It's not often the youngest voters can weigh in on something that will have an immediate and concrete impact on their lives. But that's the case with a tax measure on California's Nov. 6 ballot known as Proposition 30.
If it passes, California State University plans to lower tuition in January and send $250 refund checks to students for the higher rate they paid this term. Tuition at the University of California would stay flat for the next semester.
If it fails, CSU plans to admit 20,000 fewer new students for the fall. Cal State tuition is set to go up 5 percent in January, the same month that UC officials have said they would raise tuition by about 20 percent, to around $15,800 a year.
There's little evidence yet, however, that college students are rising up en masse to support it something that Gov. Jerry Brown will begin working today to change.
Brown, who crafted Proposition 30 to cope with state budget troubles, will be at UCLA today to make the case for his tax increase. Campaign officials said it is the first of several campuses the governor will visit in the next three weeks to try to cement the student vote a demographic that doesn't usually turn out in big numbers.
"We need to build awareness," said campaign manager Ace Smith. "That's our purpose, and we think we'll be able to build tremendous awareness as the election gets closer."
Interviews with students at UC Davis and Sacramento State last week revealed that many are uninformed or not convinced that the measure relates to them. Others understand the impact but still plan to vote no.
"Right now I'm iffy on (Proposition 30) because I'm not exactly sure where the money goes," said Albert Young, 21, who was eating lunch outside the UC Davis student union last week following former President Bill Clinton's speech on campus.
Clinton told students to vote for Proposition 30, but Young wasn't convinced.
"You can state that it goes to education, but which part does it go to? After today, after hearing more about it, I believe I'm going to look into it. But as of now, I don't have a decision yet."
Proposition 30 involves two temporary tax increases to fill deficits in the state budget. It would raise sales taxes statewide by a quarter-percent for four years and raise income taxes on those making over $250,000 for seven years.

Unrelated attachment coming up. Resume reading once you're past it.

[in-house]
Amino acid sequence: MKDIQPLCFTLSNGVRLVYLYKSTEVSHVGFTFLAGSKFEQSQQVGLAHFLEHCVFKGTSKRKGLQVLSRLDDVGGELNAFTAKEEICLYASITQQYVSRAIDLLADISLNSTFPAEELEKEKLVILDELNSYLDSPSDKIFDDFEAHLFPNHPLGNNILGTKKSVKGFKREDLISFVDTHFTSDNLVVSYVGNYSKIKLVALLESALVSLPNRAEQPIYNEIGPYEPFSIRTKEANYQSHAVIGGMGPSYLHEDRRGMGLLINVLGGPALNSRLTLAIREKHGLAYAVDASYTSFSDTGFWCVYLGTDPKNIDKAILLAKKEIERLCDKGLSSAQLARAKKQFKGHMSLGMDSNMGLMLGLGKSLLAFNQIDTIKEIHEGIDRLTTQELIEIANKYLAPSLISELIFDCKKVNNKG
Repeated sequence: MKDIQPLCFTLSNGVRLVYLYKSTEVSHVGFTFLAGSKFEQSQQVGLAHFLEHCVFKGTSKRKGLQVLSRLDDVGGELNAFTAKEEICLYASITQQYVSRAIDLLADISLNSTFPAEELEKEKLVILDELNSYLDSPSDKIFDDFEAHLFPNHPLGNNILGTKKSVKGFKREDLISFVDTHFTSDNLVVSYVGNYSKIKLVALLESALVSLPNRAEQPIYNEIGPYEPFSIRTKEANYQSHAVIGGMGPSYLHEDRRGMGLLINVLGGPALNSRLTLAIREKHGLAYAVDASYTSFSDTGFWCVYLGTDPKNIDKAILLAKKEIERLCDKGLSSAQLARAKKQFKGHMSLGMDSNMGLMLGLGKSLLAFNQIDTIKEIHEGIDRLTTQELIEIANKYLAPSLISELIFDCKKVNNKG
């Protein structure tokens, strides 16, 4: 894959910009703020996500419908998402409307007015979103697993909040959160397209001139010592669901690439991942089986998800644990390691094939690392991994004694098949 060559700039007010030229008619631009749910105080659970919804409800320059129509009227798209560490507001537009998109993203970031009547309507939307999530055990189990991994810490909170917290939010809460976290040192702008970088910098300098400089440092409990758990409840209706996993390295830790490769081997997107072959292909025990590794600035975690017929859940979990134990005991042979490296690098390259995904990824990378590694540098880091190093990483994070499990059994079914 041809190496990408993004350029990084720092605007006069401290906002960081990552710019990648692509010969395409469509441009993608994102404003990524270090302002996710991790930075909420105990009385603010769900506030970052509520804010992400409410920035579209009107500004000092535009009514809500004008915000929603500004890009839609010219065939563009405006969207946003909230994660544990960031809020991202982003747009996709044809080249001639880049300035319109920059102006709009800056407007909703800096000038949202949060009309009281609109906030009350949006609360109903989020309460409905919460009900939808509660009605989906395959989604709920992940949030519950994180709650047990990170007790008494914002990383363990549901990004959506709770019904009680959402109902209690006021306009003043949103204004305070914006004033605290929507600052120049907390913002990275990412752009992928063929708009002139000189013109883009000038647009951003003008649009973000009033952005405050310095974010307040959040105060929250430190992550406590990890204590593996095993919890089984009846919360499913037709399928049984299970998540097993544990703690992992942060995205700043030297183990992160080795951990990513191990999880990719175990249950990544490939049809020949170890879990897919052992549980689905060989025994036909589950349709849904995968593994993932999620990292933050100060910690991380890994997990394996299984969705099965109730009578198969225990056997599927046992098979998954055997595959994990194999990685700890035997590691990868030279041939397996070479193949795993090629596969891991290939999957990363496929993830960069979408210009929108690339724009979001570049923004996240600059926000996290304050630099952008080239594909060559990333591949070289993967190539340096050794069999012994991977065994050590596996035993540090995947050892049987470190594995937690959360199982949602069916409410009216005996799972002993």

Most of the $6 billion that would be raised from the measure each year would go toward K-12 schools and community colleges. Brown has said that if Proposition 30 fails, the state would cut funding this year to UC and CSU by $250 million each.
Opponents of Proposition 30 say the state isn't required to cut university funding if the measure fails and that politicians could opt to make the cuts somewhere else. But the state's budget builders have already planned for contingencies that include the cuts to higher education. Changing plans midyear is unlikely.
The universities' governing boards have endorsed Proposition 30, and its employee unions are in strong support. Using public resources to advocate in favor of it is illegal, however, creating some tension on campuses around the state.
After some CSU professors made presentations about Proposition 30 to their classes at the urging of their union, Cal State officials sent a letter to faculty last month reminding them that "class time and classroom spaces should not be used for inappropriate political advocacy."
"This includes making presentations about Proposition 30 unless a discussion of Proposition 30 is relevant to the regular course material," said the letter from Charles Gossett, interim provost at Sacramento State.